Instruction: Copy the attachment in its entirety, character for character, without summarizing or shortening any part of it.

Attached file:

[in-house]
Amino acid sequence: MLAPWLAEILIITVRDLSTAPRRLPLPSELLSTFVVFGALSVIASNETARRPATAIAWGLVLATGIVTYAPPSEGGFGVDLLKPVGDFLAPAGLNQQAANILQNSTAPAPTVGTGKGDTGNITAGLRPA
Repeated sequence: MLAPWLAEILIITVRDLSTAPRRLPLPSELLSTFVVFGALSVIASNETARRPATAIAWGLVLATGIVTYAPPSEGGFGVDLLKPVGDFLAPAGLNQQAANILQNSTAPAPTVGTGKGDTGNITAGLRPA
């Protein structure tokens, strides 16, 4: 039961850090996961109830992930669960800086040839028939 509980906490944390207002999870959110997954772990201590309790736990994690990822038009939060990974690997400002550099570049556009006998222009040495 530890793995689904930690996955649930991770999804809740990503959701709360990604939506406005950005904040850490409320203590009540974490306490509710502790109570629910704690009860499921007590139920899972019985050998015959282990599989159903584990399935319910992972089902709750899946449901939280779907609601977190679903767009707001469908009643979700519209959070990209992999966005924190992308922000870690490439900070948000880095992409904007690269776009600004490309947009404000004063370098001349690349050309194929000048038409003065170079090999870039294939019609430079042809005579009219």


[in-house]
Amino acid sequence: MLAPWLAEILIITVRDLSTAPRRLPLPSELLSTFVVFGALSVIASNETARRPATAIAWGLVLATGIVTYAPPSEGGFGVDLLKPVGDFLAPAGLNQQAANILQNSTAPAPTVGTGKGDTGNITAGLRPA
Repeated sequence: MLAPWLAEILIITVRDLSTAPRRLPLPSELLSTFVVFGALSVIASNETARRPATAIAWGLVLATGIVTYAPPSEGGFGVDLLKPVGDFLAPAGLNQQAANILQNSTAPAPTVGTGKGDTGNITAGLRPA
């Protein structure tokens, strides 16, 4: 039961850090996961109830992930669960800086040839028939 509980906490944390207002999870959110997954772990201590309790736990994690990822038009939060990974690997400002550099570049556009006998222009040495 530890793995689904930690996955649930991770999804809740990503959701709360990604939506406005950005904040850490409320203590009540974490306490509710502790109570629910704690009860499921007590139920899972019985050998015959282990599989159903584990399935319910992972089902709750899946449901939280779907609601977190679903767009707001469908009643979700519209959070990209992999966005924190992308922000870690490439900070948000880095992409904007690269776009600004490309947009404000004063370098001349690349050309194929000048038409003065170079090999870039294939019609430079042809005579009219």